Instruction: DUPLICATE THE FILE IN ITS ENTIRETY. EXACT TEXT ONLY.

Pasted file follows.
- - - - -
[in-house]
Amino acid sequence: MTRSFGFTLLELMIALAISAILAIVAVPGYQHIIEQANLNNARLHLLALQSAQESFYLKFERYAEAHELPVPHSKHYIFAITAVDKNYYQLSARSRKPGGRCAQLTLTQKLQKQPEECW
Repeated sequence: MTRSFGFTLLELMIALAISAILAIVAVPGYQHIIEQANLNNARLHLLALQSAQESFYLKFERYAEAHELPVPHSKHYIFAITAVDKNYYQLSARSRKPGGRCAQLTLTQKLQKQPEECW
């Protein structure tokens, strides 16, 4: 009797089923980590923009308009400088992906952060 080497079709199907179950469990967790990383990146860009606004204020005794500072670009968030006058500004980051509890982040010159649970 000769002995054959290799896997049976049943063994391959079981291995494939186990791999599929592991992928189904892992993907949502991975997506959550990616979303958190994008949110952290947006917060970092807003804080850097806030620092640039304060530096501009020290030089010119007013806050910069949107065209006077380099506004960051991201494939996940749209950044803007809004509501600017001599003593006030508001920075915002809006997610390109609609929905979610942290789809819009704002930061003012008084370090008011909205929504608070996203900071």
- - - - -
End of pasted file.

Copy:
[in-house]
Amino acid sequence: MTRSFGFTLLELMIALAISAILAIVAVPGYQHIIEQANLNNARLHLLALQSAQESFYLKFERYAEAHELPVPHSKHYIFAITAVDKNYYQLSARSRKPGGRCAQLTLTQKLQKQPEECW
Repeated sequence: MTRSFGFTLLELMIALAISAILAIVAVPGYQHIIEQANLNNARLHLLALQSAQESFYLKFERYAEAHELPVPHSKHYIFAITAVDKNYYQLSARSRKPGGRCAQLTLTQKLQKQPEECW
């Protein structure tokens, strides 16, 4: 009797089923980590923009308009400088992906952060 080497079709199907179950469990967790990383990146860009606004204020005794500072670009968030006058500004980051509890982040010159649970 000769002995054959290799896997049976049943063994391959079981291995494939186990791999599929592991992928189904892992993907949502991975997506959550990616979303958190994008949110952290947006917060970092807003804080850097806030620092640039304060530096501009020290030089010119007013806050910069949107065209006077380099506004960051991201494939996940749209950044803007809004509501600017001599003593006030508001920075915002809006997610390109609609929905979610942290789809819009704002930061003012008084370090008011909205929504608070996203900071």